The jist of the article is that once this trojan gets downloaded and installed onto your system it encrypts either the whole hard drive or just sections of it (Documents etc) and you have to pay a fee to get it unencrypted. The problem is that even if you reset the system you can’t recover your documents beforehand as they are encrypted meaning you lose all the data stored on that system. That however is not the worst part. Any network drives that are mapped to the infected system are also encrypted!! If you have a central server that shares files across the network potentially this trojan could encrypt all your files.
So what is the best defence against this?
First things first make sure that your antivirus is fully updated and make sure you are running a paid version not free software. The reason I say this is that recently I have seen a lot of viruses getting through free antivirus plus in a business environment you should have a paid antivirus anyway.
Educate your users and make sure they understand the consequences of what might happen and lastly take backups and get them offsite. If you are backing up to another system on the network it could also get encrypted if the worst happens. External hard drives would be a bonus here or alternatively use online storage. Personally I would suggest something like Dropbox and there is one very good reason for this. Dropbox allows you to recover seven versions of any file stored in your account and in this scenario that would be a lifesaver. If your server that is linked to Dropbox did get compromised and the Dropbox folder encrypted you could still recover the files.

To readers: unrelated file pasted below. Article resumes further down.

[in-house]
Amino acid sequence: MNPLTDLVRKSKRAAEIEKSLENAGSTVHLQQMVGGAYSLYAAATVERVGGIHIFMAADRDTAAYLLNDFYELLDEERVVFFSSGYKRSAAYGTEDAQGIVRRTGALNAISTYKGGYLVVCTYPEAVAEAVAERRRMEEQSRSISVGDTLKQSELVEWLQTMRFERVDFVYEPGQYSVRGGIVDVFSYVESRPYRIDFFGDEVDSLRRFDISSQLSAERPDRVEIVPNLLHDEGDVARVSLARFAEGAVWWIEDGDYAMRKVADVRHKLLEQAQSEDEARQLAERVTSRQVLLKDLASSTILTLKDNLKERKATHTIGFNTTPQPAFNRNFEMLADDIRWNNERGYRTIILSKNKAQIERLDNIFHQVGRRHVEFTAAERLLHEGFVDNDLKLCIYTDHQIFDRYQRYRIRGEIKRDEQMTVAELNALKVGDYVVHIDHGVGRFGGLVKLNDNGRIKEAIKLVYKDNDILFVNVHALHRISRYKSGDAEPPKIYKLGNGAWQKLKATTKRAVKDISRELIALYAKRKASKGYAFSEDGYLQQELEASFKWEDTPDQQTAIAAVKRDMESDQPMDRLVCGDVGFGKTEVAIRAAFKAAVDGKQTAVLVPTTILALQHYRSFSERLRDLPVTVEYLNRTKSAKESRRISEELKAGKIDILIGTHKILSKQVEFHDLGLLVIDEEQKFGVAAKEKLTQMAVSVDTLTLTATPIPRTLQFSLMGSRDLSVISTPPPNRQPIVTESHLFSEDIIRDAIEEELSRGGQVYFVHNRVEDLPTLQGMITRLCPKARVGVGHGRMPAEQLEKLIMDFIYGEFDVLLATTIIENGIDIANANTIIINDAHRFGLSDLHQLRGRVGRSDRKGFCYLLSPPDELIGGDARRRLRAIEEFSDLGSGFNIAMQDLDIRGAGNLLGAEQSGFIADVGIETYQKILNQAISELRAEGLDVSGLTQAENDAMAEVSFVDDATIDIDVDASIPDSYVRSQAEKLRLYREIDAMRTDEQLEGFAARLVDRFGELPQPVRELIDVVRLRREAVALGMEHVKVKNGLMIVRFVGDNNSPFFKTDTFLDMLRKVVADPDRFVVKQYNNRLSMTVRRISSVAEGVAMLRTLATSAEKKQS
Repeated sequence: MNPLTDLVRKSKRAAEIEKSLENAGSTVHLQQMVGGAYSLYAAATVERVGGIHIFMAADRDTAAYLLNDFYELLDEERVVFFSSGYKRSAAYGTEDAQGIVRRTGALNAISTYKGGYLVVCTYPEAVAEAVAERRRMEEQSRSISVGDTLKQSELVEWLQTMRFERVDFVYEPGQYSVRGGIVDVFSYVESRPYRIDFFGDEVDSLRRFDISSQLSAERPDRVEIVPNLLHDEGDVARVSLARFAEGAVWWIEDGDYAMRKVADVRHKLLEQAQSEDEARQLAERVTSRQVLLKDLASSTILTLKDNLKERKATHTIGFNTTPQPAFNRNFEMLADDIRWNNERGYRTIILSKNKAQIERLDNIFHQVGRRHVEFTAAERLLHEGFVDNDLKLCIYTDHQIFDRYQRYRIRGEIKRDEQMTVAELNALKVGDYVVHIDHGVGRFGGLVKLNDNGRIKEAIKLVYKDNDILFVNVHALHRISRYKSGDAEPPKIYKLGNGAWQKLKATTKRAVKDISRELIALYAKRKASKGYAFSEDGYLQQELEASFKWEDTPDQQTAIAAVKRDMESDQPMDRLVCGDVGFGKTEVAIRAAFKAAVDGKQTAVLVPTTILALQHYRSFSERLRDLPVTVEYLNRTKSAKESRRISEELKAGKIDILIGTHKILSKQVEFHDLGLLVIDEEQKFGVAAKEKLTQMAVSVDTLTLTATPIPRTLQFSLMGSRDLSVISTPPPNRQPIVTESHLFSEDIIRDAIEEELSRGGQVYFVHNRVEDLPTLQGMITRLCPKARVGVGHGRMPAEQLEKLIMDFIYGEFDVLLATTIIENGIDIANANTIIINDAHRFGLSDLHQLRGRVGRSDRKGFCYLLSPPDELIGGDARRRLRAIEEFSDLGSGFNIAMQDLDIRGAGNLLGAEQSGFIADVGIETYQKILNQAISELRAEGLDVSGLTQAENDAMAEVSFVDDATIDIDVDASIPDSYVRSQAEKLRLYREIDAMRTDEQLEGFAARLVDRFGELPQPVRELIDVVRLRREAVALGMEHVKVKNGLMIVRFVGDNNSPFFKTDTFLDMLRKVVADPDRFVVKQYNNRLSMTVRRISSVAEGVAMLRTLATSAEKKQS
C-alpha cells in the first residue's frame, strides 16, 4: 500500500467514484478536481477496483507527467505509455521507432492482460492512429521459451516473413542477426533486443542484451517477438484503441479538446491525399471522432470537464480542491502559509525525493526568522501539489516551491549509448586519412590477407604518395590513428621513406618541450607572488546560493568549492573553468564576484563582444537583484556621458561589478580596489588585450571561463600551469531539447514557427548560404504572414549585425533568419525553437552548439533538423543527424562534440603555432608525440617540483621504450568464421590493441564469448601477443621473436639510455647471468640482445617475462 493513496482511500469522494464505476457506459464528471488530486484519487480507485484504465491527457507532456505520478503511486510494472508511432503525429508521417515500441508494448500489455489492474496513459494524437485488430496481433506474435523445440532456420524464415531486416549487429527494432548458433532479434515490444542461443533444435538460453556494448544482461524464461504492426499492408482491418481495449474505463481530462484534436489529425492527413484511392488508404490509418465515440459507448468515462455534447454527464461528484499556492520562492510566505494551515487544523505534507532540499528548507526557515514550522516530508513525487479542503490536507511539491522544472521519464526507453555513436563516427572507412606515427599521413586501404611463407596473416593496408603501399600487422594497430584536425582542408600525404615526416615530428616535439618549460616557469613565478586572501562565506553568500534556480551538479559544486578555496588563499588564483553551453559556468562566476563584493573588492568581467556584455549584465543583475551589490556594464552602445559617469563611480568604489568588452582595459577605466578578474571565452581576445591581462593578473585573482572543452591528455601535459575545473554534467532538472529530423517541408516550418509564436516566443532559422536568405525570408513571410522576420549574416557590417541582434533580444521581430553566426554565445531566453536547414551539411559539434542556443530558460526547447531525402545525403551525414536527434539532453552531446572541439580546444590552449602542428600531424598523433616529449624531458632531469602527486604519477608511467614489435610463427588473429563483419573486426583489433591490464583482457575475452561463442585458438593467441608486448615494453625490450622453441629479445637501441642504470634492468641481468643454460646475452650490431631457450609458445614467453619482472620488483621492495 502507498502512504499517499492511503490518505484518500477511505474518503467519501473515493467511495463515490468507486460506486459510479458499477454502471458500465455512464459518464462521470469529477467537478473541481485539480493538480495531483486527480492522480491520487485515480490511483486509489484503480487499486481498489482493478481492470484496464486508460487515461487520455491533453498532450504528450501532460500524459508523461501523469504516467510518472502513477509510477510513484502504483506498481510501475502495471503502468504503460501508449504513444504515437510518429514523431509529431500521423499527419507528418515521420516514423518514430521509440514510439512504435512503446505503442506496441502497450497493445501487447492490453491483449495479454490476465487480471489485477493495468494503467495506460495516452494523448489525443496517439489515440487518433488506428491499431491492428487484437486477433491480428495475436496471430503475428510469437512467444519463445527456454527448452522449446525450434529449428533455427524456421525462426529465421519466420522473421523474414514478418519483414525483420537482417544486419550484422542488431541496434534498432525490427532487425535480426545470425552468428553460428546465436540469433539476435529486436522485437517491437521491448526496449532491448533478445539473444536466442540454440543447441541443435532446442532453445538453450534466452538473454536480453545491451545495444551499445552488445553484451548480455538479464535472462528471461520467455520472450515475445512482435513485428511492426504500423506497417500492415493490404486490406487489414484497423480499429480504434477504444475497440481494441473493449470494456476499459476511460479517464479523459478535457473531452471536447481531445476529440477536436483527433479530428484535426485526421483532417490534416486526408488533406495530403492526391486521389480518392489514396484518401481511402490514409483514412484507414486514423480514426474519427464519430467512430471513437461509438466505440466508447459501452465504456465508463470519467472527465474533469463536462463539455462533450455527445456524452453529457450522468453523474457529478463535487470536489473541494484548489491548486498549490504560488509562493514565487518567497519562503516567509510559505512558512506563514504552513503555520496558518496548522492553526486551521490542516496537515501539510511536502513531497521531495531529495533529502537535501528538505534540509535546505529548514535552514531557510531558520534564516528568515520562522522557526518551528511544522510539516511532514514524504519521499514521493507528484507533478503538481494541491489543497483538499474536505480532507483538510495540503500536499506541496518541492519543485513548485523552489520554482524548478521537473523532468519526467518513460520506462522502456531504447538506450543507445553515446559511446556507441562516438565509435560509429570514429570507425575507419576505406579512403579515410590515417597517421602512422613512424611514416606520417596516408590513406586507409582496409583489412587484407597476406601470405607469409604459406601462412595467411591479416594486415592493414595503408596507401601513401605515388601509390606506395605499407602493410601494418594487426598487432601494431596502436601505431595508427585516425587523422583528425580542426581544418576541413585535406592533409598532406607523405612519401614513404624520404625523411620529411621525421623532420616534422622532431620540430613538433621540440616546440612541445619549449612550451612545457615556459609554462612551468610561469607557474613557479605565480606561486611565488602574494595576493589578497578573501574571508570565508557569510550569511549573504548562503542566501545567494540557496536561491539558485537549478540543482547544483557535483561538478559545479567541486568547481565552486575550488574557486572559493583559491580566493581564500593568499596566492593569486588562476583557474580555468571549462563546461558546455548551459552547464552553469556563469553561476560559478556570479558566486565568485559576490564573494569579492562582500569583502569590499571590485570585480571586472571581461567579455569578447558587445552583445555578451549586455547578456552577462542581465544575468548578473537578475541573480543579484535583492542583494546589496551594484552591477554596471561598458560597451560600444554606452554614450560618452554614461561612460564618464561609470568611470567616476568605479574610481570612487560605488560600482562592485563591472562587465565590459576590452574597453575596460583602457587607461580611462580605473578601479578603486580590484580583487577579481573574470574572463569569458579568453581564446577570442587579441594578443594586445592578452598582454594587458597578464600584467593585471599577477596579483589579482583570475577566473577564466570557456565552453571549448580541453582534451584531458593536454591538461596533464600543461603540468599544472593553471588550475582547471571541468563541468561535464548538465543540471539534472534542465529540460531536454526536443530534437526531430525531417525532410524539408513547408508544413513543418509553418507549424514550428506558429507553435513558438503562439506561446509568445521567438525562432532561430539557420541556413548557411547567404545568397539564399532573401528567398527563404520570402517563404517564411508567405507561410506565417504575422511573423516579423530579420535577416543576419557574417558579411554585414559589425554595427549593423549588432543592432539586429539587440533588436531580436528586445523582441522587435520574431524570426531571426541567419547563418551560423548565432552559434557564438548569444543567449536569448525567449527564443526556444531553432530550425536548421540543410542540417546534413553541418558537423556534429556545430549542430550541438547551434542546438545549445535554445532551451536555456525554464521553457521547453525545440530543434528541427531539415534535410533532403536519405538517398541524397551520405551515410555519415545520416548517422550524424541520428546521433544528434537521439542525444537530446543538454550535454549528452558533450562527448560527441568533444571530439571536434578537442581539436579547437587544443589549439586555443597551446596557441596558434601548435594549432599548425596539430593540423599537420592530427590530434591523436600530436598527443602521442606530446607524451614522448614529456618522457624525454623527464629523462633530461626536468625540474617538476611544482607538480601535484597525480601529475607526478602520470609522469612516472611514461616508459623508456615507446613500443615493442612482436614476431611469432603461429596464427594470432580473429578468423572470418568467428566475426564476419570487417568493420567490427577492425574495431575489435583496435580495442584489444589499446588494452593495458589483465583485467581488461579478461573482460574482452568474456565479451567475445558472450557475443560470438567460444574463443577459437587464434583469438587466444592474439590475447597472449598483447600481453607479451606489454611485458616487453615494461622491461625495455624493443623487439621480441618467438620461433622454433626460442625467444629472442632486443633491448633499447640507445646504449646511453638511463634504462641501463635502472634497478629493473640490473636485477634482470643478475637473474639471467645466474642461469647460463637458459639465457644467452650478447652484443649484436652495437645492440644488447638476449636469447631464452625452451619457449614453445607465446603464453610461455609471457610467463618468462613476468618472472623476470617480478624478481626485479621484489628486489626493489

Either way make sure you have backups and keep monitoring your systems.
About the Author
Hi I’m Chris Wakefield the owner of ComTech IT Support. I provide Windows and Linux based IT Support, laptop repairs and computer repairs to both business and personal clients in Stirling, Falkirk and Perth.
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